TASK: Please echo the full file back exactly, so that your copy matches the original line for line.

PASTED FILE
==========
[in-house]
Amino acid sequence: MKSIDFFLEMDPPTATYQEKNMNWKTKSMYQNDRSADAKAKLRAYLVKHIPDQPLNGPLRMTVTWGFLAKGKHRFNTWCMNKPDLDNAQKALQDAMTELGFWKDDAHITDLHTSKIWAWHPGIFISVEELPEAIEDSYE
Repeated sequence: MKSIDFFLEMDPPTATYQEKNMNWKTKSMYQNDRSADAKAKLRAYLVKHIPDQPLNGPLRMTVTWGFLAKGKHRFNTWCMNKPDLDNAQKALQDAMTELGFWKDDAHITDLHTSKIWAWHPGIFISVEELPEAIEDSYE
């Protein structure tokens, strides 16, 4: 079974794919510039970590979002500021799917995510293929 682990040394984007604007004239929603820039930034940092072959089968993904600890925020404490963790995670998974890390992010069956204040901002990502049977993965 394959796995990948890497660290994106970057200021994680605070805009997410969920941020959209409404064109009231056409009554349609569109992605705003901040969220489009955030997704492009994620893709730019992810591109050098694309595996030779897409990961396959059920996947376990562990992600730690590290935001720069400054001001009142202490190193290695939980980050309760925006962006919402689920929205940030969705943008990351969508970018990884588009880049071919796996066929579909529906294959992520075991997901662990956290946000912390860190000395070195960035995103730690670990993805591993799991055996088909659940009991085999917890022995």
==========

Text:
[in-house]
Amino acid sequence: MKSIDFFLEMDPPTATYQEKNMNWKTKSMYQNDRSADAKAKLRAYLVKHIPDQPLNGPLRMTVTWGFLAKGKHRFNTWCMNKPDLDNAQKALQDAMTELGFWKDDAHITDLHTSKIWAWHPGIFISVEELPEAIEDSYE
Repeated sequence: MKSIDFFLEMDPPTATYQEKNMNWKTKSMYQNDRSADAKAKLRAYLVKHIPDQPLNGPLRMTVTWGFLAKGKHRFNTWCMNKPDLDNAQKALQDAMTELGFWKDDAHITDLHTSKIWAWHPGIFISVEELPEAIEDSYE
């Protein structure tokens, strides 16, 4: 079974794919510039970590979002500021799917995510293929 682990040394984007604007004239929603820039930034940092072959089968993904600890925020404490963790995670998974890390992010069956204040901002990502049977993965 394959796995990948890497660290994106970057200021994680605070805009997410969920941020959209409404064109009231056409009554349609569109992605705003901040969220489009955030997704492009994620893709730019992810591109050098694309595996030779897409990961396959059920996947376990562990992600730690590290935001720069400054001001009142202490190193290695939980980050309760925006962006919402689920929205940030969705943008990351969508970018990884588009880049071919796996066929579909529906294959992520075991997901662990956290946000912390860190000395070195960035995103730690670990993805591993799991055996088909659940009991085999917890022995």